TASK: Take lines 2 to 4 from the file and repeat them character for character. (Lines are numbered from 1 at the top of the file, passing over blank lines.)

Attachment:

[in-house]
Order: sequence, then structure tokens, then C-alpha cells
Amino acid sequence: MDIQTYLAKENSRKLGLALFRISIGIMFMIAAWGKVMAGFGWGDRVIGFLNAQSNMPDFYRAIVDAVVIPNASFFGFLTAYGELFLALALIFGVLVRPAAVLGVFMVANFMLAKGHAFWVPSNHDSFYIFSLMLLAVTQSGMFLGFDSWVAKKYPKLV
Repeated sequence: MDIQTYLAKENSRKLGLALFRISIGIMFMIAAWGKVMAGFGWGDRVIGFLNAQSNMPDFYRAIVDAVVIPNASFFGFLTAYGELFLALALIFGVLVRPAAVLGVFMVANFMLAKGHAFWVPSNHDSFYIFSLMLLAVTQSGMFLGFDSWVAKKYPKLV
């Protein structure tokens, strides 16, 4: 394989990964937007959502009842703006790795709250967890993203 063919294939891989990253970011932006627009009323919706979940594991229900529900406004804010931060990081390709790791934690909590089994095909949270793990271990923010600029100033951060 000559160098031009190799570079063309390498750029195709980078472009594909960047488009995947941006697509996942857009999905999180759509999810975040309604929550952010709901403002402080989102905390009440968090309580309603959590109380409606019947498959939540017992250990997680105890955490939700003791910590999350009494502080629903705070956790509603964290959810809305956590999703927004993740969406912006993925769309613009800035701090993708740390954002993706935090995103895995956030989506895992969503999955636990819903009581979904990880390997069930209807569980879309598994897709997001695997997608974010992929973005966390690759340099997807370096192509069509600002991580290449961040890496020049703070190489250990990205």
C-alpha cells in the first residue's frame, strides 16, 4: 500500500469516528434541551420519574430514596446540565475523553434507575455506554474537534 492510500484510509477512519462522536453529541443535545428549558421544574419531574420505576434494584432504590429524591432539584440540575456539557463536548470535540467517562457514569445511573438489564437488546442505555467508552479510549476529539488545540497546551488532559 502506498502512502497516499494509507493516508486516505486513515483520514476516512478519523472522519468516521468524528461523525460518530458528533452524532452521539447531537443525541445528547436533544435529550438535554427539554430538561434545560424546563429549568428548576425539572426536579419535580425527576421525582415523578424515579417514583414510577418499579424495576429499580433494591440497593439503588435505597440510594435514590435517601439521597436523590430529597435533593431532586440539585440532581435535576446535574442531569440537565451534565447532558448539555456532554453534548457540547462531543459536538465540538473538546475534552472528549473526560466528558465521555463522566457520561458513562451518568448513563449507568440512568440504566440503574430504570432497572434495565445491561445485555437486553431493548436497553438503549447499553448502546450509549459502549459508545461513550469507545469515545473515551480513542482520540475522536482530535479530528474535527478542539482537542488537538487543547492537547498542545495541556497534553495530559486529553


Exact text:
Order: sequence, then structure tokens, then C-alpha cells
Amino acid sequence: MDIQTYLAKENSRKLGLALFRISIGIMFMIAAWGKVMAGFGWGDRVIGFLNAQSNMPDFYRAIVDAVVIPNASFFGFLTAYGELFLALALIFGVLVRPAAVLGVFMVANFMLAKGHAFWVPSNHDSFYIFSLMLLAVTQSGMFLGFDSWVAKKYPKLV
Repeated sequence: MDIQTYLAKENSRKLGLALFRISIGIMFMIAAWGKVMAGFGWGDRVIGFLNAQSNMPDFYRAIVDAVVIPNASFFGFLTAYGELFLALALIFGVLVRPAAVLGVFMVANFMLAKGHAFWVPSNHDSFYIFSLMLLAVTQSGMFLGFDSWVAKKYPKLV